Source: Teachers and Teaching, Volume 15, Issue 5 (October 2009), pages 617 - 638.
(Reviewed by the Portal Team)
The 'T-MEDIA' project analysed and documented how teachers exploit the use of projection technologies - data projectors and interactive whiteboards (IWBs) - to support learning in secondary-school subject lessons. The research involved collaboration between university researchers and four pairs of UK teachers (of English, mathematics, science and history) in an intensive process of systematically analysing video recordings of classroom activity and other data in depth. The authors’ goals were to assist teachers in articulating the pedagogical rationale underlying their practice, and uniquely, to engage them in theory building about strategic technology use.
This paper reports on a follow-up study carried out one year after the collaborative analyses in order to assess: (1) the subsequent impact upon teachers' own pedagogical thinking and practices; and (2) the extent to which the ideas and practices they developed had been shared with, taken up and adapted by their colleagues and schools.
The research questions were wide-ranging so as to capture all potential forms of the impact anticipated:
1) a) To what extent and how has engagement in the collaborative video analysis influenced participants' teaching of the topics investigated and of other topics? Have they developed or modified their practice? Have participating colleagues adopted the practices observed in other teaching contexts?
b) Has the analysis had any general impact on pedagogical thinking?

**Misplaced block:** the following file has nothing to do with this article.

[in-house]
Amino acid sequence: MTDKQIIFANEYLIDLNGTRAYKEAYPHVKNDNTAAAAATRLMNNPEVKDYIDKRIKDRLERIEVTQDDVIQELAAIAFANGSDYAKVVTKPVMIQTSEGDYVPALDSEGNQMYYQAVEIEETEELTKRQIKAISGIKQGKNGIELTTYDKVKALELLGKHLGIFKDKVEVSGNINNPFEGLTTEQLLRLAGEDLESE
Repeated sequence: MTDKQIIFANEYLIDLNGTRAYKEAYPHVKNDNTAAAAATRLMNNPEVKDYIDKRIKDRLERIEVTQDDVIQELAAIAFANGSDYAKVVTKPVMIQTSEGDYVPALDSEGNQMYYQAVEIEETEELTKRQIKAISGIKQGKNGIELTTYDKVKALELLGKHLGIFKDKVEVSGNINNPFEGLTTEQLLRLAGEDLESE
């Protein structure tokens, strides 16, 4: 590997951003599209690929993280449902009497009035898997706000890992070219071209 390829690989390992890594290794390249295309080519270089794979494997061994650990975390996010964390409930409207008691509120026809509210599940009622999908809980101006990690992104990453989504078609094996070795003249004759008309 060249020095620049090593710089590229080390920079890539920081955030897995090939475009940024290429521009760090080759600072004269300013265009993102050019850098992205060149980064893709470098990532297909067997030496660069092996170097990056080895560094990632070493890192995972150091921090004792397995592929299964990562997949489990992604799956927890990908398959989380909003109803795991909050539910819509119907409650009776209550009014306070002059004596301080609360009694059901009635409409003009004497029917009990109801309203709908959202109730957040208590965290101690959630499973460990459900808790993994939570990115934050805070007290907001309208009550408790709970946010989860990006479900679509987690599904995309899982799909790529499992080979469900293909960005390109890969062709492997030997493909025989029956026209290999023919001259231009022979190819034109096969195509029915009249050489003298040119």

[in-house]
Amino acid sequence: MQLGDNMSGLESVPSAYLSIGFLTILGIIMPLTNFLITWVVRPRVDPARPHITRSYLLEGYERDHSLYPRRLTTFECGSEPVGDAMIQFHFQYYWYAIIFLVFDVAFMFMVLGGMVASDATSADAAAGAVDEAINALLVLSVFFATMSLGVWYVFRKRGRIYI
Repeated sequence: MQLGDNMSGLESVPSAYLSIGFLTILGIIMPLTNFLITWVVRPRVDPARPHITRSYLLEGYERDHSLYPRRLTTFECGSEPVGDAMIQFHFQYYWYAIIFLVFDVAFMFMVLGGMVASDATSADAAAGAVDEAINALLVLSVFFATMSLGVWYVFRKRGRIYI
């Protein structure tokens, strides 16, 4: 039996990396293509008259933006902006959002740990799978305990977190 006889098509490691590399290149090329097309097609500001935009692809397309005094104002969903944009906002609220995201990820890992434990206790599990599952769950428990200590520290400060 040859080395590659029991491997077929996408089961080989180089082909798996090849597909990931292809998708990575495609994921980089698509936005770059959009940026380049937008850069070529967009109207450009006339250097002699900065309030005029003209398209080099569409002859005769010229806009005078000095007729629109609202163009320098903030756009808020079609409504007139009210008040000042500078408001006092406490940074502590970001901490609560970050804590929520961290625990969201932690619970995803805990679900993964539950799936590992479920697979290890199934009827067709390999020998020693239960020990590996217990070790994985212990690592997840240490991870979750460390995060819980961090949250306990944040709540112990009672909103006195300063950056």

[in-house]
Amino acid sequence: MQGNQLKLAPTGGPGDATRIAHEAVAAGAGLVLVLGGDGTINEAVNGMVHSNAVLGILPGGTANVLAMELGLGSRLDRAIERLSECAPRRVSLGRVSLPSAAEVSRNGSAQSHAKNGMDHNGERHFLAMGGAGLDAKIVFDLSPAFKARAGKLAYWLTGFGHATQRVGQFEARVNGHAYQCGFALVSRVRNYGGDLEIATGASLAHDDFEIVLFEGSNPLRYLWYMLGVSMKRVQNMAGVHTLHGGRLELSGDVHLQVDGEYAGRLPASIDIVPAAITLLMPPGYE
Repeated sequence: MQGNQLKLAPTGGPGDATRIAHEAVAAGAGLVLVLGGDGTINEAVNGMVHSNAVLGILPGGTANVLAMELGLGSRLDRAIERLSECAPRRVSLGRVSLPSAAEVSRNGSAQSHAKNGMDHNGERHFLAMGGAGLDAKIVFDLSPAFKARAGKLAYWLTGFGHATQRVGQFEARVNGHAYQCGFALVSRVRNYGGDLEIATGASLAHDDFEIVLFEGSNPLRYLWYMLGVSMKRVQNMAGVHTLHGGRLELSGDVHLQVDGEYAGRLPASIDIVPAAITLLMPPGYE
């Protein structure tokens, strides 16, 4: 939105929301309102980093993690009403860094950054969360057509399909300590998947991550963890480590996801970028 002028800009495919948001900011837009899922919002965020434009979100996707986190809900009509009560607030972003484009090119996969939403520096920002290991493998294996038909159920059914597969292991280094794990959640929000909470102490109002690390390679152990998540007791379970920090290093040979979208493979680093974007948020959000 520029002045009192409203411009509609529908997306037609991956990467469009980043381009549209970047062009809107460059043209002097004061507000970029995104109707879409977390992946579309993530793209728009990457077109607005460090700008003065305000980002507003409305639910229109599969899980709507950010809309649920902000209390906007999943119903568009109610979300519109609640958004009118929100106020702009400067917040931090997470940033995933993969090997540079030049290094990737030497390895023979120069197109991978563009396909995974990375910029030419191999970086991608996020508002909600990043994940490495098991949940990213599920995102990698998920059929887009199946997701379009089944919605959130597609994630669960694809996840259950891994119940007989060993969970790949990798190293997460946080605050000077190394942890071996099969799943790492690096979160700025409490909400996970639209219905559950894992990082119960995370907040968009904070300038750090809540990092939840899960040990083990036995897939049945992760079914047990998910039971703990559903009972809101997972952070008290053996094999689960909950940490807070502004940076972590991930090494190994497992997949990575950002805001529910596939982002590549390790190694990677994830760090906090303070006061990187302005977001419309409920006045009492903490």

2) Did the constructs introduced from socio-cultural theory influence teacher thinking or understanding of practice in any way?
3) To what extent have the approaches and practices identified been taken up and adapted by
(1) other subject colleagues or
(2) more widely within the school? What mechanisms are operated here?
And permeating all of the above, what were the supporting or constraining factors affecting adoption, development and dissemination?
The teachers were established, reflective practitioners who also had experience of mentoring trainee and newly qualified teachers. Five had been involved in the authors’ previous research; past interviews had yielded evidence of well-articulated pedagogy for 'integral use' of technology in everyday practice (Dawes, 2001) and of developing new approaches promoting active learning.
The eight teachers were questioned using a semi-structured interview technique that allowed the authors to elicit structured and personalised accounts of impact on pedagogical thinking and practice and the supporting or constraining factors.
The findings suggest that for at least some, the sociocultural theory introduced and reformulated during the analyses provided a powerful analytical lens upon emerging practices, including those not incorporating technology. All of the participants reported lasting effects upon their own thinking and, except where external constraints operated, on teaching practices.
The approaches developed during T-MEDIA had additionally been disseminated to and adapted by other subject colleagues. The study illustrates how collaborative analysis of lesson videos can be used to engage teachers in deep reflection, critique and debate. This approach supports the development of an analytical scrutiny of classroom teaching and offers a significant professional development opportunity. In particular, under conditions of sensitive support, teachers will readily accommodate theoretical constructs into specific areas of professional thinking and practice.
Dawes, L. Leask, M. (ed) (2001) What stops teachers using new technology?. Issues in teaching using ICT pp. 61-79. Routledge , London